11 Best Heat Tolerant Shrubs

Potentilla rubricaulis, the red-stemmed cinquefoil

James St. John

Shrubs, though they may need some pruning, are an overall low maintenance, sometimes permanent addition to the landscape. Protect your garden plans by choosing shrubs that will tolerate drought and heat well, avoiding the dried out, wilted summer blues.


Excellent for the south, barberry isn't picky at all, ready for nearly any soil or heat. Barberry has several variety options for height and appearance, but all are low maintenance and ideal for hedges. Plant in full to part sun and let them go, with minimal pruning or upkeep. Hardy to zones four through eight.

Barberry bush
Neil Holmes / Getty Images

Beauty Bush

The incredible flowering period nicknamed the Kolkwitza as beauty bush, and rightly so! At six to 10 feet high and wide with an abundance of pink and yellow spring blooms, beauty bush commands attention. Maintenance is simple – just keep dead wood and overgrowth cleared out. Hardy to zones four through eight.


Another gorgeous flowering shrub, spirea spreads out in a fountain of white clusters of blossoms. It continues to thrive through the summer heat, culminating in orange foliage in the fall. Varieties range from two to six feet tall and wide. Choose one that will fit in your space once it is mature, then enjoy the easy maintenance and beautiful returns. Hardy to zones four through eight.

Butterfly Bush

With lovely fruity fragrance and incredibly showy blooms, it’s no surprise butterflies and hummingbirds love this aptly named shrub. It’s so easy to grow, however, that it is sometimes considered invasive, even in the heat. Be careful to plant it away from other important plants. Hardy to zones five to 10.

butterfly bush
paula sierra / Getty Images


There are many varieties of cotoneaster, including ones that creep and trail. Shrubs can reach up to 15 feet tall (though five to eight is the maximum for the more commonly used varieties) with an impressive spread. Fall fruits grace the shrubs after the summer heat. Hardy to zones five through eight.


Another umbrella for many species, juniper includes everything from ground creepers to tall trees. They are excellent hedge plants, growing into a lovely shape without pruning and shaping. Plant in the landscape or in containers, watering at first but then relying on natural rainfall after that. Don’t sweat the drought – juniper would do well in a xeriscape! Hardy to zones five to nine.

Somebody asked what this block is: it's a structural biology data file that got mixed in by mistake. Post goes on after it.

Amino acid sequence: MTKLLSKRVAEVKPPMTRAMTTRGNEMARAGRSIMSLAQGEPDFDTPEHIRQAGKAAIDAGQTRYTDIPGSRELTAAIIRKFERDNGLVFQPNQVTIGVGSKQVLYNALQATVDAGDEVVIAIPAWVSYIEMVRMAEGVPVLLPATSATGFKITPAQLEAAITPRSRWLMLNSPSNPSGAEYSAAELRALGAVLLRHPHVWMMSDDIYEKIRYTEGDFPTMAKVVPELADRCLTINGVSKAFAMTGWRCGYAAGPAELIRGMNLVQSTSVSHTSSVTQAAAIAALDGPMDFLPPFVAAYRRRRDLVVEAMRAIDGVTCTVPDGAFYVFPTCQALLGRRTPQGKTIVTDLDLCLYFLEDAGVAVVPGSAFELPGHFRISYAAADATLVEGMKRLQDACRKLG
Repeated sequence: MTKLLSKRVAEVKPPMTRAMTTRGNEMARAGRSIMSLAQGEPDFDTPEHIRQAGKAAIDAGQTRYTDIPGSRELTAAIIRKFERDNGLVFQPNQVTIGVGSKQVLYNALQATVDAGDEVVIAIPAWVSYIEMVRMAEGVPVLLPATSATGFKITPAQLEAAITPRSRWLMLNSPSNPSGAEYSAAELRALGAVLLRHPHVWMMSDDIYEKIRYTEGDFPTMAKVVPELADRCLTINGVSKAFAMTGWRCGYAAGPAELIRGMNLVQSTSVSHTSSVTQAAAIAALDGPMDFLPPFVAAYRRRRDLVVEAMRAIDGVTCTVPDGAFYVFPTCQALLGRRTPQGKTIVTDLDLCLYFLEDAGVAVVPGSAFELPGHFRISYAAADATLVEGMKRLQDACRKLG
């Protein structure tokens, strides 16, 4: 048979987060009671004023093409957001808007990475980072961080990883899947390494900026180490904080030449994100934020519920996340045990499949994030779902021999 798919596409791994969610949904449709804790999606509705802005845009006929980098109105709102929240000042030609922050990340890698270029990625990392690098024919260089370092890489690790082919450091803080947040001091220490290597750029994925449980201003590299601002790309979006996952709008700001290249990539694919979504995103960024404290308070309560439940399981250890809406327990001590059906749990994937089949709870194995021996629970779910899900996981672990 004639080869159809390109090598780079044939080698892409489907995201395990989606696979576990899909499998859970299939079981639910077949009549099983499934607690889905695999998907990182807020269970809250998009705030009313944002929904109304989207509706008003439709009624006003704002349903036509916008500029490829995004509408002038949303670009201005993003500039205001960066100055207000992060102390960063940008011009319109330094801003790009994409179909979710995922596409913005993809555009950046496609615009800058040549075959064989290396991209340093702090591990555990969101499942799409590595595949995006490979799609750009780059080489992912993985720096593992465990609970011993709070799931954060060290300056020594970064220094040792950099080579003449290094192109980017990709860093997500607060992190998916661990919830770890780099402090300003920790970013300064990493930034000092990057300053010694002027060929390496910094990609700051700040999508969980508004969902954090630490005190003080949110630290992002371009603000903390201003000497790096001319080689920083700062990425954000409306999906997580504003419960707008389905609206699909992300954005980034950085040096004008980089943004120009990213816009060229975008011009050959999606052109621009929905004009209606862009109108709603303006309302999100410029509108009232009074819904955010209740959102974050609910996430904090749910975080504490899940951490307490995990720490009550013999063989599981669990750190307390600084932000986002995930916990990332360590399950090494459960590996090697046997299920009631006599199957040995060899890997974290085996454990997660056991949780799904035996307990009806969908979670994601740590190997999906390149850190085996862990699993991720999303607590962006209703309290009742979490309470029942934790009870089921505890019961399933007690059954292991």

On the smaller side, potentilla is only a few feet tall, with dainty yellow flowers in the spring. It will grow slowly, but heartily, establishing itself even in poor soil. The sun is the important key for Potentilla, making it an excellent choice where heat-tolerant shrubs and plants are necessary. Hardy to zones three to seven.


Not only are sumac excellent shrubs for heat, but they fare well against pests, too. With prevention as the best medicine in the organic garden, this is an important quality to look for. After the summer sun has cooled, sumac’s blazing red leaves will steal the show. Hardy to zones three to nine, by variety.

Sumac leaves in autumn
 Joshua McCullough / Getty Images


Shrub roses come in all shapes, sizes, and colors, providing a fun challenge for your landscaping abilities. Mix and match varieties for an eye-catching look. Old gardeners’ tails say to put a nail in the ground with the new plants to help provide minerals. Harvest the hips at the end of the year for delicious organic rose hip tea! Hardiness zones based on variety.


Medicinal, culinary, fragrant and functional – rosemary fits just as well into the landscape as the herb garden. Returning as a perennial each year where it isn’t an evergreen, with small blue flowers in the spring, rosemary is a year-round favorite. Hardy to zones six to nine.

Rosemary bush
DigiPub / Getty Images


Last but not least, this cousin of the honeysuckle is another heat-loving shrub. Most often a wild plant, snowberry is a lovely choice for permaculture, attracting wildlife and providing a habitat. Creamy white berries cover the snowberry (hence the name), but they aren’t edible. Enjoy this thriving, heat tolerant shrub as part of an ornamental garden or as a companion plant to attract beneficial pollinators and wildlife. Hardy to zones two to seven.